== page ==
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The Baklava Club
Investigator Yashim #5
Jason Goodwin

Sarah Crichton Books
June 10, 2014/ ISBN 978-0374294373
Mystery / British / Historical-1842/ Official Investigator / Istanbul

Reviewed by LJ Roberts


First Sentence: The man lives, or the man dies.

A group of young Italians, spending much of their time with Yashim’s friend Ambassador Palewski, are part of the revolutionaries striving for the reform and unification of Italy. At the moment, they are exiled in Istanbul with instructions to kill a Polish Prince. The assignation becomes kidnapping and the wounding of Palweski, causing him to become involved.

The book has an excellent opening with wonderful descriptions…”the sea is smooth like watered silk beneath a crescent moon, the ship’s wake fanning out like a tear.” At the same time, we are left with a sense of dread. However, it is the descriptions of food and dishes prepared by Yashim that are particularly wonderful. One hopes a cookbook might be in the author’s future.

The two principal characters, Yashim, a eunuch in the service of the valide—queen mother of the ruling sultan--and his friend Palewski, the Polish Ambassador without a country or embassy, are wonderful contrasts to one another, yet we feel their friendship. Natasha is one of the most complex characters. We get to know her through the story, as does Yashim. The other characters are much less developed.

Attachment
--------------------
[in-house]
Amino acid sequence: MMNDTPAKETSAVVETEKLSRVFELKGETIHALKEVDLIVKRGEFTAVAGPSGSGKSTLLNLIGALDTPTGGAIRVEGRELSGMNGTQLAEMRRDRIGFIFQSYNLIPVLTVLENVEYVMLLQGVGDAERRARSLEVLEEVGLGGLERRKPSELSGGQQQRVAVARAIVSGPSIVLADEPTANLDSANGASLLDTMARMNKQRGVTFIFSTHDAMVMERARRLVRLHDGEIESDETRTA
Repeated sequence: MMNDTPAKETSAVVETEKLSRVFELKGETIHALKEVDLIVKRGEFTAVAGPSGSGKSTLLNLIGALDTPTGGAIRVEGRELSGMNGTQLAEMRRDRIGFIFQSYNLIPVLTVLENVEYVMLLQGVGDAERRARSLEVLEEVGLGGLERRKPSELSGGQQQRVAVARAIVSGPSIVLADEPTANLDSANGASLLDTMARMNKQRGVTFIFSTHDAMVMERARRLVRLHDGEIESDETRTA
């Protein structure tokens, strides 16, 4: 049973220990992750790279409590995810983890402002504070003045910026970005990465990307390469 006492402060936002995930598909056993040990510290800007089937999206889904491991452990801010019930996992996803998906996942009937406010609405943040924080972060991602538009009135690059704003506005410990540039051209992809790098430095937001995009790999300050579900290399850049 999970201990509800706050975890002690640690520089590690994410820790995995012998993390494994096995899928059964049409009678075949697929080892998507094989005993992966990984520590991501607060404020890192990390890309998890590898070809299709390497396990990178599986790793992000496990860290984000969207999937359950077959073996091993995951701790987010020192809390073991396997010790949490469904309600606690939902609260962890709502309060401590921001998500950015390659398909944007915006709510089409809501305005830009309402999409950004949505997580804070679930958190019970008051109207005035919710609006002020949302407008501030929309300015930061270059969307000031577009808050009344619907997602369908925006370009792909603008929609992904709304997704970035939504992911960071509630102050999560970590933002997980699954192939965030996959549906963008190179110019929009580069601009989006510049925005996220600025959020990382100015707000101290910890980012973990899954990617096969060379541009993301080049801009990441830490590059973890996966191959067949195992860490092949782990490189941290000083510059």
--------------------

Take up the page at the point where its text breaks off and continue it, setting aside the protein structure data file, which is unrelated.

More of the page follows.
Goodwin writes wonderful dialogue. When viewing Palewski’s library, a priest comments, “It’s not a collection you have, Palewski. It’s a disease.” At the same time, having a dictionary handy is useful…”I palliate the torment, Palewski, by a strict diet of incunabula…”

One thing that does help is to have a good overview of the history of this period. An Advanced Reader’s Copy unfortunately does not include any “Author’s Notes” which may be in the final publication. One is, instead, thankful for the internet. Without it, the motives can be a bit difficult to grasp. Credit where due, however, is that Goodwin does do a decent job of providing the information within the text.

The Baklava Club
has humor, suspense, interesting characters and wonderful descriptions. It’s not, perhaps, the best of the series, but it’s still worth taking the time to read.

Reviews of other titles in this series

The Janissary Tree #1
The Baklava Club #5

Reviewed 2015